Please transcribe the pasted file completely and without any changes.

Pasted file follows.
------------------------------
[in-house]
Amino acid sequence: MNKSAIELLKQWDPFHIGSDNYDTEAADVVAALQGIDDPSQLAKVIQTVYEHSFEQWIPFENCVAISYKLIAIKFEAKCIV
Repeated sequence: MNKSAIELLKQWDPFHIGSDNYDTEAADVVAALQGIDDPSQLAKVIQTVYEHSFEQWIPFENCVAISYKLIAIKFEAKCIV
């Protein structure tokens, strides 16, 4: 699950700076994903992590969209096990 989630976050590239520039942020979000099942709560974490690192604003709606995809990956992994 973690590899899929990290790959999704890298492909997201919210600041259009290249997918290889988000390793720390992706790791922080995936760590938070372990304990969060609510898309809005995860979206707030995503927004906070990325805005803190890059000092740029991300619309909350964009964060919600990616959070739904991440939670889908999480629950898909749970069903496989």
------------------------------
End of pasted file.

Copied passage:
[in-house]
Amino acid sequence: MNKSAIELLKQWDPFHIGSDNYDTEAADVVAALQGIDDPSQLAKVIQTVYEHSFEQWIPFENCVAISYKLIAIKFEAKCIV
Repeated sequence: MNKSAIELLKQWDPFHIGSDNYDTEAADVVAALQGIDDPSQLAKVIQTVYEHSFEQWIPFENCVAISYKLIAIKFEAKCIV
């Protein structure tokens, strides 16, 4: 699950700076994903992590969209096990 989630976050590239520039942020979000099942709560974490690192604003709606995809990956992994 973690590899899929990290790959999704890298492909997201919210600041259009290249997918290889988000390793720390992706790791922080995936760590938070372990304990969060609510898309809005995860979206707030995503927004906070990325805005803190890059000092740029991300619309909350964009964060919600990616959070739904991440939670889908999480629950898909749970069903496989």